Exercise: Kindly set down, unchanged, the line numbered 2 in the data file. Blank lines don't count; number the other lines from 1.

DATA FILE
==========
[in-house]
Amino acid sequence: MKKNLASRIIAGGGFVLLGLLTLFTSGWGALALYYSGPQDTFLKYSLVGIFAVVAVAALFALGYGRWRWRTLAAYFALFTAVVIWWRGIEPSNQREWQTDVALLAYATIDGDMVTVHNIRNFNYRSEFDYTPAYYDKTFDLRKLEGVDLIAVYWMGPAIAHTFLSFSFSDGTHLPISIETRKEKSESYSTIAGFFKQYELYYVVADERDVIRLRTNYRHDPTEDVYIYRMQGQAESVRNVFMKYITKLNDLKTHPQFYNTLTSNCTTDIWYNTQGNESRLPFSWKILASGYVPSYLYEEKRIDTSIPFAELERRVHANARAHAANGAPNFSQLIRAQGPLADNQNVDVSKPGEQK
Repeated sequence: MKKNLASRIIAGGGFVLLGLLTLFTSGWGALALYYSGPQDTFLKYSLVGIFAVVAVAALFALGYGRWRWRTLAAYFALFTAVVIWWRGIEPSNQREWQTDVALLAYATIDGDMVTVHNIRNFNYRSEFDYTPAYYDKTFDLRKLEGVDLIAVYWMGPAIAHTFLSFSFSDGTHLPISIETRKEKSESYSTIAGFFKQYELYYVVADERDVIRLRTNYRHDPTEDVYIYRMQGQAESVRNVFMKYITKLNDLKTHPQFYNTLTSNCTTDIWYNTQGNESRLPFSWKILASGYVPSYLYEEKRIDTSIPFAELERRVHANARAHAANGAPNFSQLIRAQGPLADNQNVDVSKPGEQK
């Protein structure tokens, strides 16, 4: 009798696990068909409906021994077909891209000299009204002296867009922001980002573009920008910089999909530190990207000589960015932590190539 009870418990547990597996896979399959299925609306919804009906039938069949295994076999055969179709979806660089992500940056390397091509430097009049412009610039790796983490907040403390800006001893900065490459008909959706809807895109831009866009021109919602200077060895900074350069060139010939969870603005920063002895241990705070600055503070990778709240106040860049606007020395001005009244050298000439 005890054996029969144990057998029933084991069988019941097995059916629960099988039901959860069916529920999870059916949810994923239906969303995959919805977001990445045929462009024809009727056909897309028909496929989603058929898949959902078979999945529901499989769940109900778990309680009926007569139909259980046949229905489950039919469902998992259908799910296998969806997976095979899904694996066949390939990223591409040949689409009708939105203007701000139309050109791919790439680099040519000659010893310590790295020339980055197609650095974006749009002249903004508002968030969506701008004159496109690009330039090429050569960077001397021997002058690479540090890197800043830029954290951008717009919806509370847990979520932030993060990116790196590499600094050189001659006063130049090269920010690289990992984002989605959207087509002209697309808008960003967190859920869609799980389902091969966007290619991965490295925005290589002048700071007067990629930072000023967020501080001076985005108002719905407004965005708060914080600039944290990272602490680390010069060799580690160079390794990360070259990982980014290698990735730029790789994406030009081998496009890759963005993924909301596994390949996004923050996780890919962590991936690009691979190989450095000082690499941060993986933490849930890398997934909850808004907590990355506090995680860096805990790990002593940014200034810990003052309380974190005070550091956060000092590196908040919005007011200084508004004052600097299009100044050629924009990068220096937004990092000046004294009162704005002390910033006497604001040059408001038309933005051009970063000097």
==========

Amino acid sequence: MKKNLASRIIAGGGFVLLGLLTLFTSGWGALALYYSGPQDTFLKYSLVGIFAVVAVAALFALGYGRWRWRTLAAYFALFTAVVIWWRGIEPSNQREWQTDVALLAYATIDGDMVTVHNIRNFNYRSEFDYTPAYYDKTFDLRKLEGVDLIAVYWMGPAIAHTFLSFSFSDGTHLPISIETRKEKSESYSTIAGFFKQYELYYVVADERDVIRLRTNYRHDPTEDVYIYRMQGQAESVRNVFMKYITKLNDLKTHPQFYNTLTSNCTTDIWYNTQGNESRLPFSWKILASGYVPSYLYEEKRIDTSIPFAELERRVHANARAHAANGAPNFSQLIRAQGPLADNQNVDVSKPGEQK